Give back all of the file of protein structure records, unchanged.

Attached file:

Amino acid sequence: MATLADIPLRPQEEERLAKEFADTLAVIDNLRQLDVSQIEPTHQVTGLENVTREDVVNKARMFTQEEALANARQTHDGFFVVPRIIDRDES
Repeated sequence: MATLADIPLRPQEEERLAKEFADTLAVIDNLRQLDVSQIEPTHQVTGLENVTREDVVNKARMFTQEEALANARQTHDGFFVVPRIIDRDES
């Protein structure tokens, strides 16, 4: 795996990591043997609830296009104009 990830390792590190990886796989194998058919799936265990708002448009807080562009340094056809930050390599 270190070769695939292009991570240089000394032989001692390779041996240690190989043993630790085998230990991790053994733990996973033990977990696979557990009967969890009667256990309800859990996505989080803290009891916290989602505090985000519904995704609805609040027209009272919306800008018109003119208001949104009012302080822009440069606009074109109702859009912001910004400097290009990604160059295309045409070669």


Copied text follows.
Amino acid sequence: MATLADIPLRPQEEERLAKEFADTLAVIDNLRQLDVSQIEPTHQVTGLENVTREDVVNKARMFTQEEALANARQTHDGFFVVPRIIDRDES
Repeated sequence: MATLADIPLRPQEEERLAKEFADTLAVIDNLRQLDVSQIEPTHQVTGLENVTREDVVNKARMFTQEEALANARQTHDGFFVVPRIIDRDES
């Protein structure tokens, strides 16, 4: 795996990591043997609830296009104009 990830390792590190990886796989194998058919799936265990708002448009807080562009340094056809930050390599 270190070769695939292009991570240089000394032989001692390779041996240690190989043993630790085998230990991790053994733990996973033990977990696979557990009967969890009667256990309800859990996505989080803290009891916290989602505090985000519904995704609805609040027209009272919306800008018109003119208001949104009012302080822009440069606009074109109702859009912001910004400097290009990604160059295309045409070669």